The Briggs v Gleeds (Head Office) Case

Legal Principles

An instrument that purports to amend the terms of a trust must comply with the conditions and restrictions imposed by the amending power and statutory law, otherwise the purported instrument amending the terms of the trust will be void and invalid under the doctrine of an “excessive exercise” of the amending power.

The Case

The case of Briggs v Gleeds (Head Office), is a salutary lesson on taking care to comply with the required formalities when executing deeds.

This was a case before the High Court of England and Wales {Chancery Division} –  Briggs v Gleeds (Head Office) [2014] EWCH 1178 (Ch) before Mr Justice Newey.

The case concerned purported amendments made to a pension scheme for the employees of a partnership, with the most senior partners being partners in Gleeds (Head Office).

The Definitive Trust Deed for the scheme was executed on 11 April 1979.

The 1979 Definitive Deed incorporated rules (including supplementary rules). The rules (“the 1979 Rules”) provided for members to receive benefits linked to their final salaries without having to make any contributions to the Scheme. At that stage, all whole-time permanent employees within certain age limits were eligible for membership, but in 1987 membership was restricted to whole-time permanent chartered quantity surveyors.

  1. The 1979 Definitive Deed conferred a power to amend by deed. The relevant provision, clause 5, was in these terms:

“The Principal Employer and the Trustees may jointly from time to time without the consent of the Members by Deed alter cancel modify or add to any of the Rules or provisions of this Deed, provided that no such alteration cancellation modification or addition shall be such as would prejudice or impair the benefits accrued in respect of membership up to that time.”

The “Principal Employer” in this case being a partnership and not a company.

The Power of Amendment had been provided jointly to both the  natural persons representing the partnership as well as to the natural person trustees.

On 1 August 1990 a new provision was introduced by Section 1(3) the Law of Law of Property (Miscellaneous Provisions) Act 1989 that requires the signatures of natural persons who execute a Deed to be witnessed at the time of signing the Deed.

The trustees took responsibility for the preparation of the deed and engaged advisers to prepare the Amending Deeds.

Subsequent Amending Deeds were prepared by a company that provided pension administration services (Aon Group).

Relevant individuals within Aon failed to appreciate that, where a deed was to be executed by partners, their signatures needed to be attested. At all events, the draft documents supplied by Aon made provision for trustees’ signatures, but not those of Gleeds’ partners, to be witnessed. Thus, the words “in the presence of” were added below the line on which a trustee was to sign, but there was nothing comparable in relation to partners in Gleeds.

Between May 1994 and October 1997, several deeds were “executed” with a view to replacing trustees of the Scheme. None of these, however, satisfied the requirements of the 1989 Act.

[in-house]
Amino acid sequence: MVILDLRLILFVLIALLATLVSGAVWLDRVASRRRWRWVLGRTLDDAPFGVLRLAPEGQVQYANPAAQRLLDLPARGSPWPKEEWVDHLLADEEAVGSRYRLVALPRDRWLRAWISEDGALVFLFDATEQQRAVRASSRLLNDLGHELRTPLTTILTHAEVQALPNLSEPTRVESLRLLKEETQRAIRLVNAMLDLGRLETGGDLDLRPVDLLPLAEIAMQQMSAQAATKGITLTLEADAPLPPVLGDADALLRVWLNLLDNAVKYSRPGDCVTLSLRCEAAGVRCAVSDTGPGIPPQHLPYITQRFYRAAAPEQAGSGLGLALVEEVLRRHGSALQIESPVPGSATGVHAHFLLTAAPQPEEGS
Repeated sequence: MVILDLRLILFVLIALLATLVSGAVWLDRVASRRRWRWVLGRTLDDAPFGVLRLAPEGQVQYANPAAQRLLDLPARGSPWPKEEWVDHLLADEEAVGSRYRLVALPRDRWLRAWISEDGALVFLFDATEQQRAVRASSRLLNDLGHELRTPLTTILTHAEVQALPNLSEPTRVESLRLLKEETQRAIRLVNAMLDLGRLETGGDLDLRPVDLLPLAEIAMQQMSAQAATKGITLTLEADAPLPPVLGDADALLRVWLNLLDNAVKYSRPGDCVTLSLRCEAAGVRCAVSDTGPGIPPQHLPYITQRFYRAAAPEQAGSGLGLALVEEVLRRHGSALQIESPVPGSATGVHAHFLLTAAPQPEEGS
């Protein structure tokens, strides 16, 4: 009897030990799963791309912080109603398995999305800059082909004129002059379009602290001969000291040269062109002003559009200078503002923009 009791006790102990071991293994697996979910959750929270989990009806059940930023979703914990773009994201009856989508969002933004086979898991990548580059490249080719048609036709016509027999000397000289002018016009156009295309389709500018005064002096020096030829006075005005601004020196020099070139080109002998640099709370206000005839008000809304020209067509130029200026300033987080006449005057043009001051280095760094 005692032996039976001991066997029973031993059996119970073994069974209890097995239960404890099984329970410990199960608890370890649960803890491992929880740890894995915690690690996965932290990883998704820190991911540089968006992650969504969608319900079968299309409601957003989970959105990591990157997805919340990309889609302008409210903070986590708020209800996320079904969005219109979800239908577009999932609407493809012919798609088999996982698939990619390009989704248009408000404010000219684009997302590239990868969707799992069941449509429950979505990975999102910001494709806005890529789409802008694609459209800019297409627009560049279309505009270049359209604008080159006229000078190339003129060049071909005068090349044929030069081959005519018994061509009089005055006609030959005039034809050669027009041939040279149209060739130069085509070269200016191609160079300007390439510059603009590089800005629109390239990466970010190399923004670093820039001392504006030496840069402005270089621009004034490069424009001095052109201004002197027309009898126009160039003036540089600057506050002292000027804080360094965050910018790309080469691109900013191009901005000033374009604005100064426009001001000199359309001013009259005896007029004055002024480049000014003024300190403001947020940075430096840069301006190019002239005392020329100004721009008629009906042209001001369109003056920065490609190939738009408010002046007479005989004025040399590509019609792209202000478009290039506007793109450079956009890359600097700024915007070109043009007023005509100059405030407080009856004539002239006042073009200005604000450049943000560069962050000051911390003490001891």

A supplemental trust deed dated 20 October 1997 (“the 1997 Supplemental Trust Deed”), which again was not validly executed, was intended to change the Scheme more radically. It provided for the Scheme to have a money purchase section (“the 1997 money purchase section“). Some of the existing members of the Defined Benefit Scheme opted to join this and transfer their final salary benefits into it. New members, who were to include employees who were not chartered quantity surveyors, were all allocated to the money purchase section. The Defined Benefit Rules were re-named “Schedule A“, while rules for the Money Purchase Section were added as “Schedule B“.


Mr Justice Newey arrived at the following conclusions:

  1. (1) Neither Mr Evans nor Mr Clifford attempted to suggest that the major changes to the Scheme that some of the defective deeds were intended to achieve were at all unusual or unreasonable. In fact, in response to the rising cost of pension provision, numerous employers have taken steps in recent years to shift from final salary arrangements to money purchase ones and to close schemes to accrual.

  1. (2) The conclusions I have arrived at above will nonetheless mean that Gleeds’ attempts to contain the costs of the Scheme will have been largely ineffective. None of the deeds that were meant to establish money purchase sections, to require members to make contributions, to reduce the rate of accrual, to cut the rate of pension increases and to close the Scheme to further accrual will take effect as intended. For the reasons I have given, I do not consider that members of the Scheme are estopped from disputing that the defective deeds were validly executed, and the extrinsic contract arguments succeed only as regards the 103 members who signed and returned the letter of 30 March 2006 from Gleeds.

  1. (3) I am very conscious that this judgement has serious implications for the Scheme and Gleeds. Nor will it be advantageous to all of those who have in the past been regarded as members of the Scheme. In particular, as explained above, I take the view that employees who “joined” the Scheme following the introduction of the 1997 money purchase section without being chartered quantity surveyors did not in fact become members (although that is not to say that they will not have acquired any rights as a result of the contributions to the Scheme made by them and by Gleeds for their benefit). Other members of the Scheme stand to receive what could fairly be called a windfall. Unfortunate consequences are, I am afraid, unsurprising when so many documents have not been validly executed.

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